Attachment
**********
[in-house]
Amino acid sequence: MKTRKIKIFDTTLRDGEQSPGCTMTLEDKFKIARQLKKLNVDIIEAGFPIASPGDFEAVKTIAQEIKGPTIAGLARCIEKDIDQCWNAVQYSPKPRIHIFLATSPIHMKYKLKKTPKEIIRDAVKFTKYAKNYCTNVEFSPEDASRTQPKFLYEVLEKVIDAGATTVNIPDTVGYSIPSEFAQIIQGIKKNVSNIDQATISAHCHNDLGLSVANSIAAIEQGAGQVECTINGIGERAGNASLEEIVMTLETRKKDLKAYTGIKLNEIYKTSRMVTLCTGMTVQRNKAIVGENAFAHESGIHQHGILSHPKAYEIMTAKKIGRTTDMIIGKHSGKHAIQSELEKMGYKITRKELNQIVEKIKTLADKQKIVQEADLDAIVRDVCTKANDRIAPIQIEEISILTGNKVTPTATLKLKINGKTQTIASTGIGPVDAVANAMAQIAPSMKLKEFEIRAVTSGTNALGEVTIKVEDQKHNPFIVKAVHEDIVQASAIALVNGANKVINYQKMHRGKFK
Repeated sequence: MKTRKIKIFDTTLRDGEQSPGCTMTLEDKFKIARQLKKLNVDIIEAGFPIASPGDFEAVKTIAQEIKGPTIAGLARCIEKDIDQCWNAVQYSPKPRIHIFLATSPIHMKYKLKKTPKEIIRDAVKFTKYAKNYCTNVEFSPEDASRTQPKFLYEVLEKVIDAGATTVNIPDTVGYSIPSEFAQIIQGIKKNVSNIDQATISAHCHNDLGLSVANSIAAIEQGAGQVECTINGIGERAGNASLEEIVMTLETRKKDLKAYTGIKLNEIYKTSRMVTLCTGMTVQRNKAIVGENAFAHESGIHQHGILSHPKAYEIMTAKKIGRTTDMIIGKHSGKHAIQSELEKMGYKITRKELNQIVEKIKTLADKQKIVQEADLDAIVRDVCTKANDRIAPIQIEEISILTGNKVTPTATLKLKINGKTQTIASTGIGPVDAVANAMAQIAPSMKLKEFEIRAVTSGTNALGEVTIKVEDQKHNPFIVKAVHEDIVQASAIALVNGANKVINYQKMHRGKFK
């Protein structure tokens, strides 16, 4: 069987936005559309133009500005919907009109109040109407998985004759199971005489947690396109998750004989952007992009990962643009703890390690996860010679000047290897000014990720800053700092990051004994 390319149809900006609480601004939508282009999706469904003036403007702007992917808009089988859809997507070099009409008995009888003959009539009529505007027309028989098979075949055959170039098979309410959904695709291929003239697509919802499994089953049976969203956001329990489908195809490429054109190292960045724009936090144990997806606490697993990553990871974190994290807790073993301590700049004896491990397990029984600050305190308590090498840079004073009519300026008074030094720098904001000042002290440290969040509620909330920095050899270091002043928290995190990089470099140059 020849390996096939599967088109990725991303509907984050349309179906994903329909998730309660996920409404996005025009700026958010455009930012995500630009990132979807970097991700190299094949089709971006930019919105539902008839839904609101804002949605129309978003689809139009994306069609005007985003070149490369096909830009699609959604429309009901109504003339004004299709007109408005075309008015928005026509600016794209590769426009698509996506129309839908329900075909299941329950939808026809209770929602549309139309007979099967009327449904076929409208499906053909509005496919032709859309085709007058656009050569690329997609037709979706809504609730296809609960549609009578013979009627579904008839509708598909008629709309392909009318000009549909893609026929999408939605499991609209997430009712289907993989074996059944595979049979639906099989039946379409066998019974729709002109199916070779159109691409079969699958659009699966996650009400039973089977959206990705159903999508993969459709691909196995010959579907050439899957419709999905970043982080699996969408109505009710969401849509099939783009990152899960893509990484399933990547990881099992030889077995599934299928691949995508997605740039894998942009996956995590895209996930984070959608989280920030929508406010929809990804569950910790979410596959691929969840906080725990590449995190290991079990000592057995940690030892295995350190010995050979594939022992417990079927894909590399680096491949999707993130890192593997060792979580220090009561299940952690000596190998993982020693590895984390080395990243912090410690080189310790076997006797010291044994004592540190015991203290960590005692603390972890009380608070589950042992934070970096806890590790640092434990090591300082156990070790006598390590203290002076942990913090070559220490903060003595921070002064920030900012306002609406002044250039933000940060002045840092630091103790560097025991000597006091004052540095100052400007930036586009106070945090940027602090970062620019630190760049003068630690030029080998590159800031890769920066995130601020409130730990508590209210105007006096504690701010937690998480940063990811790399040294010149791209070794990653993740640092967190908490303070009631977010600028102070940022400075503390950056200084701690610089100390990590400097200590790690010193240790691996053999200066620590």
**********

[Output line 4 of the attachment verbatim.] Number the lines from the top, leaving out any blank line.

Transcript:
């Protein structure tokens, strides 16, 4: 069987936005559309133009500005919907009109109040109407998985004759199971005489947690396109998750004989952007992009990962643009703890390690996860010679000047290897000014990720800053700092990051004994 390319149809900006609480601004939508282009999706469904003036403007702007992917808009089988859809997507070099009409008995009888003959009539009529505007027309028989098979075949055959170039098979309410959904695709291929003239697509919802499994089953049976969203956001329990489908195809490429054109190292960045724009936090144990997806606490697993990553990871974190994290807790073993301590700049004896491990397990029984600050305190308590090498840079004073009519300026008074030094720098904001000042002290440290969040509620909330920095050899270091002043928290995190990089470099140059 020849390996096939599967088109990725991303509907984050349309179906994903329909998730309660996920409404996005025009700026958010455009930012995500630009990132979807970097991700190299094949089709971006930019919105539902008839839904609101804002949605129309978003689809139009994306069609005007985003070149490369096909830009699609959604429309009901109504003339004004299709007109408005075309008015928005026509600016794209590769426009698509996506129309839908329900075909299941329950939808026809209770929602549309139309007979099967009327449904076929409208499906053909509005496919032709859309085709007058656009050569690329997609037709979706809504609730296809609960549609009578013979009627579904008839509708598909008629709309392909009318000009549909893609026929999408939605499991609209997430009712289907993989074996059944595979049979639906099989039946379409066998019974729709002109199916070779159109691409079969699958659009699966996650009400039973089977959206990705159903999508993969459709691909196995010959579907050439899957419709999905970043982080699996969408109505009710969401849509099939783009990152899960893509990484399933990547990881099992030889077995599934299928691949995508997605740039894998942009996956995590895209996930984070959608989280920030929508406010929809990804569950910790979410596959691929969840906080725990590449995190290991079990000592057995940690030892295995350190010995050979594939022992417990079927894909590399680096491949999707993130890192593997060792979580220090009561299940952690000596190998993982020693590895984390080395990243912090410690080189310790076997006797010291044994004592540190015991203290960590005692603390972890009380608070589950042992934070970096806890590790640092434990090591300082156990070790006598390590203290002076942990913090070559220490903060003595921070002064920030900012306002609406002044250039933000940060002045840092630091103790560097025991000597006091004052540095100052400007930036586009106070945090940027602090970062620019630190760049003068630690030029080998590159800031890769920066995130601020409130730990508590209210105007006096504690701010937690998480940063990811790399040294010149791209070794990653993740640092967190908490303070009631977010600028102070940022400075503390950056200084701690610089100390990590400097200590790690010193240790691996053999200066620590």